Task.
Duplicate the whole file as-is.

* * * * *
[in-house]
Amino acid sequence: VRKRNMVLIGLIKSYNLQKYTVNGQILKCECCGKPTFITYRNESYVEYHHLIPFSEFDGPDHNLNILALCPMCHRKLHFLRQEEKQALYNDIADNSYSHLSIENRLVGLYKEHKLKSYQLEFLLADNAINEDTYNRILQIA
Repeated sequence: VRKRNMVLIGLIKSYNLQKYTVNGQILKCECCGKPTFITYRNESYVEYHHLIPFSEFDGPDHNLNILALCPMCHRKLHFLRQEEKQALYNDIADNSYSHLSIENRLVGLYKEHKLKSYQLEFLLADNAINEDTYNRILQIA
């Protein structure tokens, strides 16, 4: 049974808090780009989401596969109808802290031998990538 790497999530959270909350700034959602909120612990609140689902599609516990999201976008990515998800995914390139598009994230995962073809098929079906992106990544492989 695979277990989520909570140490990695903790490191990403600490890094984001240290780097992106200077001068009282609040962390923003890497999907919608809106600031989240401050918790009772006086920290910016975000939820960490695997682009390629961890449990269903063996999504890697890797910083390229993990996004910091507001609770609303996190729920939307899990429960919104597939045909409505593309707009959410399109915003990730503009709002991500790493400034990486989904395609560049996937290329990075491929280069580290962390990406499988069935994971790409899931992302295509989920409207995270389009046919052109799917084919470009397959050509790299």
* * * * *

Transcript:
[in-house]
Amino acid sequence: VRKRNMVLIGLIKSYNLQKYTVNGQILKCECCGKPTFITYRNESYVEYHHLIPFSEFDGPDHNLNILALCPMCHRKLHFLRQEEKQALYNDIADNSYSHLSIENRLVGLYKEHKLKSYQLEFLLADNAINEDTYNRILQIA
Repeated sequence: VRKRNMVLIGLIKSYNLQKYTVNGQILKCECCGKPTFITYRNESYVEYHHLIPFSEFDGPDHNLNILALCPMCHRKLHFLRQEEKQALYNDIADNSYSHLSIENRLVGLYKEHKLKSYQLEFLLADNAINEDTYNRILQIA
């Protein structure tokens, strides 16, 4: 049974808090780009989401596969109808802290031998990538 790497999530959270909350700034959602909120612990609140689902599609516990999201976008990515998800995914390139598009994230995962073809098929079906992106990544492989 695979277990989520909570140490990695903790490191990403600490890094984001240290780097992106200077001068009282609040962390923003890497999907919608809106600031989240401050918790009772006086920290910016975000939820960490695997682009390629961890449990269903063996999504890697890797910083390229993990996004910091507001609770609303996190729920939307899990429960919104597939045909409505593309707009959410399109915003990730503009709002991500790493400034990486989904395609560049996937290329990075491929280069580290962390990406499988069935994971790409899931992302295509989920409207995270389009046919052109799917084919470009397959050509790299």